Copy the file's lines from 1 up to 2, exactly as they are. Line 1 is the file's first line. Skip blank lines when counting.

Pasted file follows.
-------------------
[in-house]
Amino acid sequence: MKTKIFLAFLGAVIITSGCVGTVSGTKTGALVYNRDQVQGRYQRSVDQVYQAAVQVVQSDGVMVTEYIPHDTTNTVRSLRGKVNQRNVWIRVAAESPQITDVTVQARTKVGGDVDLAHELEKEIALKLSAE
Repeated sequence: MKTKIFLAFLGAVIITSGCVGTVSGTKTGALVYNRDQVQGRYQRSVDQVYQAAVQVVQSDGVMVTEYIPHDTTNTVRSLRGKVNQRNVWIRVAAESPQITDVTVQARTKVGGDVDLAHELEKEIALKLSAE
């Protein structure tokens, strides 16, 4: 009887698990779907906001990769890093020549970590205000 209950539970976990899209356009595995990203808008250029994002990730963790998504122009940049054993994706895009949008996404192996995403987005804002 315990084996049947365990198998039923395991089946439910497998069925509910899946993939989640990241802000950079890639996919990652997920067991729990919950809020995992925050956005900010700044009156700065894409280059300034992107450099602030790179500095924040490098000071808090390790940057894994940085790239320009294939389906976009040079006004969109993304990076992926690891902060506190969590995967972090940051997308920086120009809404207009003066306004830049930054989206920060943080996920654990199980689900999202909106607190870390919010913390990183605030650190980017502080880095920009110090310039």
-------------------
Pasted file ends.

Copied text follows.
[in-house]
Amino acid sequence: MKTKIFLAFLGAVIITSGCVGTVSGTKTGALVYNRDQVQGRYQRSVDQVYQAAVQVVQSDGVMVTEYIPHDTTNTVRSLRGKVNQRNVWIRVAAESPQITDVTVQARTKVGGDVDLAHELEKEIALKLSAE